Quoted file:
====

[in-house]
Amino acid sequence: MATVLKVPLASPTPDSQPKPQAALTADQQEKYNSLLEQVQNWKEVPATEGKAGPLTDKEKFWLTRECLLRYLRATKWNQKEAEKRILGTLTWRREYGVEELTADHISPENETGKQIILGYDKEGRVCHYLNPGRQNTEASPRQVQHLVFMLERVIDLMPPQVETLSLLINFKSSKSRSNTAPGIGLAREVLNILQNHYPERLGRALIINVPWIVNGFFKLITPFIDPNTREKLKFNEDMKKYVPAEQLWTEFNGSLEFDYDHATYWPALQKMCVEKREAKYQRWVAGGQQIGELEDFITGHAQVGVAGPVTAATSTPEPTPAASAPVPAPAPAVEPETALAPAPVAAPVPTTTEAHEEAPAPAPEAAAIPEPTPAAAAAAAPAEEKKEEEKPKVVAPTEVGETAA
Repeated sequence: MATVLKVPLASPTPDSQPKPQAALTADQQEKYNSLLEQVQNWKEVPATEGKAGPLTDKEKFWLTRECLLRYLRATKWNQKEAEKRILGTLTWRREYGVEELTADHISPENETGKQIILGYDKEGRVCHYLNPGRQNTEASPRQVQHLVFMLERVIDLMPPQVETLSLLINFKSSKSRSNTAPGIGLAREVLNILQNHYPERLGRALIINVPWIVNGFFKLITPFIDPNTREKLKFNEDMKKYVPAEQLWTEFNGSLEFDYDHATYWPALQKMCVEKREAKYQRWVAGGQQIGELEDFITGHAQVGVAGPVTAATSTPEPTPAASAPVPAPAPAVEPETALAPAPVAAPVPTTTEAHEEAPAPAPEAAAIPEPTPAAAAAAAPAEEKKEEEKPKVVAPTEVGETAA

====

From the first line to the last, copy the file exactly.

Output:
[in-house]
Amino acid sequence: MATVLKVPLASPTPDSQPKPQAALTADQQEKYNSLLEQVQNWKEVPATEGKAGPLTDKEKFWLTRECLLRYLRATKWNQKEAEKRILGTLTWRREYGVEELTADHISPENETGKQIILGYDKEGRVCHYLNPGRQNTEASPRQVQHLVFMLERVIDLMPPQVETLSLLINFKSSKSRSNTAPGIGLAREVLNILQNHYPERLGRALIINVPWIVNGFFKLITPFIDPNTREKLKFNEDMKKYVPAEQLWTEFNGSLEFDYDHATYWPALQKMCVEKREAKYQRWVAGGQQIGELEDFITGHAQVGVAGPVTAATSTPEPTPAASAPVPAPAPAVEPETALAPAPVAAPVPTTTEAHEEAPAPAPEAAAIPEPTPAAAAAAAPAEEKKEEEKPKVVAPTEVGETAA
Repeated sequence: MATVLKVPLASPTPDSQPKPQAALTADQQEKYNSLLEQVQNWKEVPATEGKAGPLTDKEKFWLTRECLLRYLRATKWNQKEAEKRILGTLTWRREYGVEELTADHISPENETGKQIILGYDKEGRVCHYLNPGRQNTEASPRQVQHLVFMLERVIDLMPPQVETLSLLINFKSSKSRSNTAPGIGLAREVLNILQNHYPERLGRALIINVPWIVNGFFKLITPFIDPNTREKLKFNEDMKKYVPAEQLWTEFNGSLEFDYDHATYWPALQKMCVEKREAKYQRWVAGGQQIGELEDFITGHAQVGVAGPVTAATSTPEPTPAASAPVPAPAPAVEPETALAPAPVAAPVPTTTEAHEEAPAPAPEAAAIPEPTPAAAAAAAPAEEKKEEEKPKVVAPTEVGETAA